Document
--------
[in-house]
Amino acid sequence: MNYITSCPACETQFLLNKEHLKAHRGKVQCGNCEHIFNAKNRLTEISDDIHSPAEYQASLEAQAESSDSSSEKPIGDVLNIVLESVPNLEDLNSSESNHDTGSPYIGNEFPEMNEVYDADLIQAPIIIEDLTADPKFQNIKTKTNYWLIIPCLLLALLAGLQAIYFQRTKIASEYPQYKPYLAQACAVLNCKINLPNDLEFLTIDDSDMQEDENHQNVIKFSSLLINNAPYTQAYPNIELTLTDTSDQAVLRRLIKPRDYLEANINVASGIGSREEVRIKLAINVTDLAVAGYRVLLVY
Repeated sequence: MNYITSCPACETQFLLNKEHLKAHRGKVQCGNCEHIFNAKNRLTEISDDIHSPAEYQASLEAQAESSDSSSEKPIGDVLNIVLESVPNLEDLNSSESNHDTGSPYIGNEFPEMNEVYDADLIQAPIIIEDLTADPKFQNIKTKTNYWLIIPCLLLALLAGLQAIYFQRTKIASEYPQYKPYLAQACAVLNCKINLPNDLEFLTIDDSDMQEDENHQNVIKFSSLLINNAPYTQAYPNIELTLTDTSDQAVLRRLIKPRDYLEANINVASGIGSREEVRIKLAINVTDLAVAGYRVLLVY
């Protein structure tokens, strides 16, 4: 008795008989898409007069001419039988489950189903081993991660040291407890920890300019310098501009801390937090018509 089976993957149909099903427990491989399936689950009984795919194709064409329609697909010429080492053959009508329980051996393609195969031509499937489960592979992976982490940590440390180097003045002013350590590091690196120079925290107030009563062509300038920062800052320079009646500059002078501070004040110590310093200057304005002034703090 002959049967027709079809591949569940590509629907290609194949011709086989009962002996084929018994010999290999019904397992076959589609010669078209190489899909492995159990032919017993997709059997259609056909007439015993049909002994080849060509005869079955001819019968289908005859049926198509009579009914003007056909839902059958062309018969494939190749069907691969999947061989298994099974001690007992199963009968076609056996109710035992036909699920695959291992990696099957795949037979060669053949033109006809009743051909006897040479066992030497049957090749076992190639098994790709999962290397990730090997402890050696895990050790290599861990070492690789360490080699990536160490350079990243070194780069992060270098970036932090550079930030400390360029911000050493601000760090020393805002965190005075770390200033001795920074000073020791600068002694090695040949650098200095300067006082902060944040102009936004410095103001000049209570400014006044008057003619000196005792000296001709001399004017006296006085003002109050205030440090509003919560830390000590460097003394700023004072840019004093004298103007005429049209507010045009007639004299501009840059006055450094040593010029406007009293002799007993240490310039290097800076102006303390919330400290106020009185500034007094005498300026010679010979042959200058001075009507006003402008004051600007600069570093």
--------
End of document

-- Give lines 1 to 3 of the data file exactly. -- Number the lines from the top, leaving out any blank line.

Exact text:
[in-house]
Amino acid sequence: MNYITSCPACETQFLLNKEHLKAHRGKVQCGNCEHIFNAKNRLTEISDDIHSPAEYQASLEAQAESSDSSSEKPIGDVLNIVLESVPNLEDLNSSESNHDTGSPYIGNEFPEMNEVYDADLIQAPIIIEDLTADPKFQNIKTKTNYWLIIPCLLLALLAGLQAIYFQRTKIASEYPQYKPYLAQACAVLNCKINLPNDLEFLTIDDSDMQEDENHQNVIKFSSLLINNAPYTQAYPNIELTLTDTSDQAVLRRLIKPRDYLEANINVASGIGSREEVRIKLAINVTDLAVAGYRVLLVY
Repeated sequence: MNYITSCPACETQFLLNKEHLKAHRGKVQCGNCEHIFNAKNRLTEISDDIHSPAEYQASLEAQAESSDSSSEKPIGDVLNIVLESVPNLEDLNSSESNHDTGSPYIGNEFPEMNEVYDADLIQAPIIIEDLTADPKFQNIKTKTNYWLIIPCLLLALLAGLQAIYFQRTKIASEYPQYKPYLAQACAVLNCKINLPNDLEFLTIDDSDMQEDENHQNVIKFSSLLINNAPYTQAYPNIELTLTDTSDQAVLRRLIKPRDYLEANINVASGIGSREEVRIKLAINVTDLAVAGYRVLLVY